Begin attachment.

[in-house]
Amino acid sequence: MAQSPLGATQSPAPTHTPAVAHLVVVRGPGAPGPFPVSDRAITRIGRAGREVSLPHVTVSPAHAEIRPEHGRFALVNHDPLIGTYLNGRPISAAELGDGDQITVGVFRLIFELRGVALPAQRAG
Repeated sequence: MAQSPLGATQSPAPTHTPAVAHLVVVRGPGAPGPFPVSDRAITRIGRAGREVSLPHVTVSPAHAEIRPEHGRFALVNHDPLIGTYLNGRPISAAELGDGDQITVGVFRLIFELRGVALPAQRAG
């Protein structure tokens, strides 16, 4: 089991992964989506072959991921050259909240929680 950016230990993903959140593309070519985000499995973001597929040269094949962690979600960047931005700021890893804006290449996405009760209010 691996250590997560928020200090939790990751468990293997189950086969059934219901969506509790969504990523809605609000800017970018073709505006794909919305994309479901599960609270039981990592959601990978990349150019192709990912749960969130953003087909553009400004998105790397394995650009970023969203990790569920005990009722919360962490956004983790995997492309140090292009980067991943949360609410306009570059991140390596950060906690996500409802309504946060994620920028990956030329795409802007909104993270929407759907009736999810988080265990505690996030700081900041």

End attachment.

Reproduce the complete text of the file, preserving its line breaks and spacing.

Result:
[in-house]
Amino acid sequence: MAQSPLGATQSPAPTHTPAVAHLVVVRGPGAPGPFPVSDRAITRIGRAGREVSLPHVTVSPAHAEIRPEHGRFALVNHDPLIGTYLNGRPISAAELGDGDQITVGVFRLIFELRGVALPAQRAG
Repeated sequence: MAQSPLGATQSPAPTHTPAVAHLVVVRGPGAPGPFPVSDRAITRIGRAGREVSLPHVTVSPAHAEIRPEHGRFALVNHDPLIGTYLNGRPISAAELGDGDQITVGVFRLIFELRGVALPAQRAG
């Protein structure tokens, strides 16, 4: 089991992964989506072959991921050259909240929680 950016230990993903959140593309070519985000499995973001597929040269094949962690979600960047931005700021890893804006290449996405009760209010 691996250590997560928020200090939790990751468990293997189950086969059934219901969506509790969504990523809605609000800017970018073709505006794909919305994309479901599960609270039981990592959601990978990349150019192709990912749960969130953003087909553009400004998105790397394995650009970023969203990790569920005990009722919360962490956004983790995997492309140090292009980067991943949360609410306009570059991140390596950060906690996500409802309504946060994620920028990956030329795409802007909104993270929407759907009736999810988080265990505690996030700081900041």